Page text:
On July 18, the U.S. Food and Drug Administration (FDA) approved a combination tablet (Vosevi) to treat adults with chronic hepatitis C virus genotypes 1–6 without cirrhosis or with mild cirrhosis. This fixed-dose, combination tablet contains two previously approved drugs—sofosbuvir and velpatasvir (available in combination as Epclusa)—and a new drug, voxilaprevir. The tablet is the first treatment approved for patients who have been previously treated with the direct-acting antiviral drug sofosbuvir or other drugs for hepatitis C virus that inhibit a protein called NS5A.
“Direct-acting antiviral drugs prevent the virus from multiplying and often cure [hepatitis C virus]. Vosevi provides a treatment option for some patients who were not successfully treated with other [hepatitis C] drugs in the past,” said Edward Cox, MD, Director of the Office of Antimicrobial Products in the FDA’s Center for Drug Evaluation and Research.
About Hepatitis C
Hepatitis C is a viral disease that causes inflammation of the liver that can lead to diminished liver function or liver failure. According to the Centers for Disease Control and Prevention, an estimated 2.7 to 3.9 million people in the United States have chronic hepatitis C. Some patients who suffer from chronic hepatitis C virus infection over many years may have jaundice (yellowish eyes or skin) and develop complications, such as bleeding, fluid accumulation in the abdomen, infections, liver cancer, and death.
There are at least six distinct hepatitis C virus genotypes, or strains, which are genetically distinct groups of the virus. Knowing the strain of the virus can help inform treatment recommendations. Approximately 75% of Americans with hepatitis C virus have genotype 1; 20% to 25% have genotypes 2 or 3; and a small number of patients are infected with genotypes 4, 5, or 6.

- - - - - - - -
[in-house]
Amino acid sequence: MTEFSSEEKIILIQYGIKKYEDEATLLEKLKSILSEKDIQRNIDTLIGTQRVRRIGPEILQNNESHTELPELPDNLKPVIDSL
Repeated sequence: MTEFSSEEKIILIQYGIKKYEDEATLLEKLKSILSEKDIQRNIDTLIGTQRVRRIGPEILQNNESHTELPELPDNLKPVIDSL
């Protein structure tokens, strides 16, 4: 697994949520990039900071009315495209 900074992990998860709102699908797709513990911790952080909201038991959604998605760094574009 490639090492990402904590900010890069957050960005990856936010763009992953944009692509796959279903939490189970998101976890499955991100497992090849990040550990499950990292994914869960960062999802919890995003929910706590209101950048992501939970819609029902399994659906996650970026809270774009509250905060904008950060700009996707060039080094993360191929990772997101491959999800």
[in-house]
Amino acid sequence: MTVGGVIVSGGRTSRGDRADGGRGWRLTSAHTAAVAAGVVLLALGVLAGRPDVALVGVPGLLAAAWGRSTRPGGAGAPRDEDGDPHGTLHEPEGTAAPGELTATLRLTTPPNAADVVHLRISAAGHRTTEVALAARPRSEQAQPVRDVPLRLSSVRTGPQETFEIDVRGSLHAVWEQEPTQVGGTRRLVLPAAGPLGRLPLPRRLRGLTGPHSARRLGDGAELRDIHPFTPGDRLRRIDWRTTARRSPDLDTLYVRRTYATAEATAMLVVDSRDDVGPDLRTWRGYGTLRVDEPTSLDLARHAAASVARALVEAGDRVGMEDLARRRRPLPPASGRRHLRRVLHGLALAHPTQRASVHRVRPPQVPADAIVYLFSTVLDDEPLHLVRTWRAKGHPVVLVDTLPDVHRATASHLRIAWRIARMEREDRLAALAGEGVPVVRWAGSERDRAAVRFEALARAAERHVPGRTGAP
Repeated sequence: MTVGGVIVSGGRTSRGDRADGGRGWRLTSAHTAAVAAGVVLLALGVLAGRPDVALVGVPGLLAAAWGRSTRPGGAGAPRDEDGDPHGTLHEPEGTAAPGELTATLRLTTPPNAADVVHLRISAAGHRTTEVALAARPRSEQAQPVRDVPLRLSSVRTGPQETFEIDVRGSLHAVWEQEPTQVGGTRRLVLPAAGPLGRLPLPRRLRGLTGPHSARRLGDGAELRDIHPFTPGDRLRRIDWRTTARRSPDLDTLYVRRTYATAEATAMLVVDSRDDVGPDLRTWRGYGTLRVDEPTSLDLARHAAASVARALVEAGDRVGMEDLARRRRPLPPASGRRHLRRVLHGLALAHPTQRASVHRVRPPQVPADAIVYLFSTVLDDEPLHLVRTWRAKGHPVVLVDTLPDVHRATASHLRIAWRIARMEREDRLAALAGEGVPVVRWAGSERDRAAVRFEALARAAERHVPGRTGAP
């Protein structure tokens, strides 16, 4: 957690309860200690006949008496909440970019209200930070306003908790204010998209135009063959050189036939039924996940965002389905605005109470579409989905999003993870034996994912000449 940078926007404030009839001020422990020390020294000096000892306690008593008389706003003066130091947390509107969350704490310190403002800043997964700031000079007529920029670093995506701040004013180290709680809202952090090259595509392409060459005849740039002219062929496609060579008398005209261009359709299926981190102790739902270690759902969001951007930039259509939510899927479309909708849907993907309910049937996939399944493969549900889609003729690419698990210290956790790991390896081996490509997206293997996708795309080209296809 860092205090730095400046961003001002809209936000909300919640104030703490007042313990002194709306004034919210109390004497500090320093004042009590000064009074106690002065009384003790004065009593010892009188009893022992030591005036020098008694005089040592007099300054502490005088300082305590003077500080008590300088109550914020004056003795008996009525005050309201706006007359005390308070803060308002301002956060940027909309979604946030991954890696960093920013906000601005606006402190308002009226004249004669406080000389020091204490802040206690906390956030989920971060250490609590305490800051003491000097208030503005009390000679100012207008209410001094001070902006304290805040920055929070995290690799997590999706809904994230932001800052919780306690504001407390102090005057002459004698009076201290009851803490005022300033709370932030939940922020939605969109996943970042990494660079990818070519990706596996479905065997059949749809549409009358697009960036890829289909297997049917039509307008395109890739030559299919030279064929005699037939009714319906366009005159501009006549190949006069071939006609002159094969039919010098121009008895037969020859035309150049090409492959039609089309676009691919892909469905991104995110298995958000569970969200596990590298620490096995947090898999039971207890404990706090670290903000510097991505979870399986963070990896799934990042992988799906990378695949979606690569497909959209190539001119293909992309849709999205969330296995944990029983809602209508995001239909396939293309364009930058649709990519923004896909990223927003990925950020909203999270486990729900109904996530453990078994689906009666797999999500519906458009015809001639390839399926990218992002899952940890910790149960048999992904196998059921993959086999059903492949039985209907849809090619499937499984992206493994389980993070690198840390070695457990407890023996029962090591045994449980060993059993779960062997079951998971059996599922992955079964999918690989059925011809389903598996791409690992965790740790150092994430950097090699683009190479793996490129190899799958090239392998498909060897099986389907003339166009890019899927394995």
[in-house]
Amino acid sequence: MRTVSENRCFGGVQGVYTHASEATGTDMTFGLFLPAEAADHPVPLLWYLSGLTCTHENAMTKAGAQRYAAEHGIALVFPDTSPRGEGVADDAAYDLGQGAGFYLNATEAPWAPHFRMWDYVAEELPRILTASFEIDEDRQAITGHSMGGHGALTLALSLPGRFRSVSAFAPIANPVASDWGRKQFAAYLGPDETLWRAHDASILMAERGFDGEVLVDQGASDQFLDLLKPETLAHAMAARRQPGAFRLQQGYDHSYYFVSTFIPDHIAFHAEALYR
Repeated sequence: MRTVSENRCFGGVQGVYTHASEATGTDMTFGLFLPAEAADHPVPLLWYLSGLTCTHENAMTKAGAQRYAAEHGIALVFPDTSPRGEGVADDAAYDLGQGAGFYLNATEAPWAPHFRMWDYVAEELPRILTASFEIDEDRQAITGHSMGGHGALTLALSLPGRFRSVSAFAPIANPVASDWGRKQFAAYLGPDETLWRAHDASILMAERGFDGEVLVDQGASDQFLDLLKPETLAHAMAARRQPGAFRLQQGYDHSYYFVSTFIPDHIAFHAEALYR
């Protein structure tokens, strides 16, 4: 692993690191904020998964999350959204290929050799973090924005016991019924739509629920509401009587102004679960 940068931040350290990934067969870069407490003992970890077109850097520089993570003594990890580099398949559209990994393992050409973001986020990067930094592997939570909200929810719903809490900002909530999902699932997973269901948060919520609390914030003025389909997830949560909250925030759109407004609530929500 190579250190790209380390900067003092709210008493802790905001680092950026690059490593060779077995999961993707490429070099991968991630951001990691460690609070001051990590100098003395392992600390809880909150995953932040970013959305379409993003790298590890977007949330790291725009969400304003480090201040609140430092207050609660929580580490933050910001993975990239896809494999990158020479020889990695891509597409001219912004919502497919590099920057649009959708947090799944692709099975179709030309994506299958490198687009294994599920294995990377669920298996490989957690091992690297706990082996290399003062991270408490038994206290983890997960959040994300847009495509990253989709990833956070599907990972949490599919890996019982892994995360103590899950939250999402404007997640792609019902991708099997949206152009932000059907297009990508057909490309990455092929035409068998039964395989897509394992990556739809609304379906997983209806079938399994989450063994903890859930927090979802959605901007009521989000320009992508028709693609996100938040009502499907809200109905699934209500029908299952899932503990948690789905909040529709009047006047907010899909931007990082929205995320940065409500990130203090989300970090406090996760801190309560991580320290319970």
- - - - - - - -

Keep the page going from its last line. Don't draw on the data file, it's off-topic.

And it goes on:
POLARIS-1 and POLARIS-4
The safety and efficacy of the combination tablet was evaluated in two phase III clinical trials—POLARIS-1 and POLARIS-4—that enrolled approximately 750 adults without cirrhosis or with mild cirrhosis.
The first trial compared 12 weeks of treatment with the tablet vs with placebo in adults with genotype 1 who had previously failed treatment with an NS5A inhibitor drug. Patients with genotypes 2, 3, 4, 5, or 6 all received the combination tablet.
The second trial compared 12 weeks of the combination with the previously approved drugs sofosbuvir and velpatasvir in adults with genotypes 1, 2, or 3 who had previously failed treatment with sofosbuvir but not an NS5A inhibitor drug.
Results of both trials demonstrated that 96% to 97% of patients who received the combination tablet had no virus detected in the blood 12 weeks after finishing treatment, suggesting that patients’ infection had been cured.
Treatment recommendations for the combination are different depending on viral genotype and prior treatment history.
Safety and Adverse Events
The most common adverse reactions were headache, fatigue, diarrhea, and nausea.
The combination tablet is contraindicated in patients taking the drug rifampin.
Hepatitis B virus reactivation has been reported in hepatitis C/hepatitis B coinfected adult patients who were undergoing or had completed treatment with hepatitis C direct-acting antivirals, and who were not receiving hepatitis B antiviral therapy. Hepatitis B virus reactivation in patients treated with direct-acting antiviral medicines can result in serious liver problems or death in some patients. Health-care professionals should screen all patients for evidence of current or prior hepatitis B virus infection before starting treatment with the combination tablet.
The content in this post has not been reviewed by the American Society of Clinical Oncology, Inc. (ASCO®) and does not necessarily reflect the ideas and opinions of ASCO®.